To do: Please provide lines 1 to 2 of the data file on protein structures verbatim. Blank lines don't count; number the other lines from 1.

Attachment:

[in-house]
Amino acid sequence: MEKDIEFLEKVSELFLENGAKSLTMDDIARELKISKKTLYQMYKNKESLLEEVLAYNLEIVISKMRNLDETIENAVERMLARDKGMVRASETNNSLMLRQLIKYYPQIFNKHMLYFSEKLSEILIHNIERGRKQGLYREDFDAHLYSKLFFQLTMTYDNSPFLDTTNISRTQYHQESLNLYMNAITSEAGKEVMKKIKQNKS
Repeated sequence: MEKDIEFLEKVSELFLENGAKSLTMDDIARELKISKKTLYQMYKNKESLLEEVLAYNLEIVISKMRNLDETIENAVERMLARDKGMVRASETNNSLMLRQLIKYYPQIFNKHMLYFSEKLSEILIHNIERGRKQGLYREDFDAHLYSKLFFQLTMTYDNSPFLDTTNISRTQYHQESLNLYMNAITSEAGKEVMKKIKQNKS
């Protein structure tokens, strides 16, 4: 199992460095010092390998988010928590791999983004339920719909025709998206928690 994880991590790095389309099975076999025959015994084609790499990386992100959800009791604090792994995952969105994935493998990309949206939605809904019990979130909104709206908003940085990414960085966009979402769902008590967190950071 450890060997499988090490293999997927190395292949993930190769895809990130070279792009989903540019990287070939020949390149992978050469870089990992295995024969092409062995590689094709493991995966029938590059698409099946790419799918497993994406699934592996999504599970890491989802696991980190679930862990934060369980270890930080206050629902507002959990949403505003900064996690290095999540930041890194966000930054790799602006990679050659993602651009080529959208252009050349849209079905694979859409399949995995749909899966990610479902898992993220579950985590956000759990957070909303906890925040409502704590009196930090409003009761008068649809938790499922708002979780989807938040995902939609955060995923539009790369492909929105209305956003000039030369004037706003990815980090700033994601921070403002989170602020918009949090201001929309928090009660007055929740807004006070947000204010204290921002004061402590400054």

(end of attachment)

[in-house]
Amino acid sequence: MEKDIEFLEKVSELFLENGAKSLTMDDIARELKISKKTLYQMYKNKESLLEEVLAYNLEIVISKMRNLDETIENAVERMLARDKGMVRASETNNSLMLRQLIKYYPQIFNKHMLYFSEKLSEILIHNIERGRKQGLYREDFDAHLYSKLFFQLTMTYDNSPFLDTTNISRTQYHQESLNLYMNAITSEAGKEVMKKIKQNKS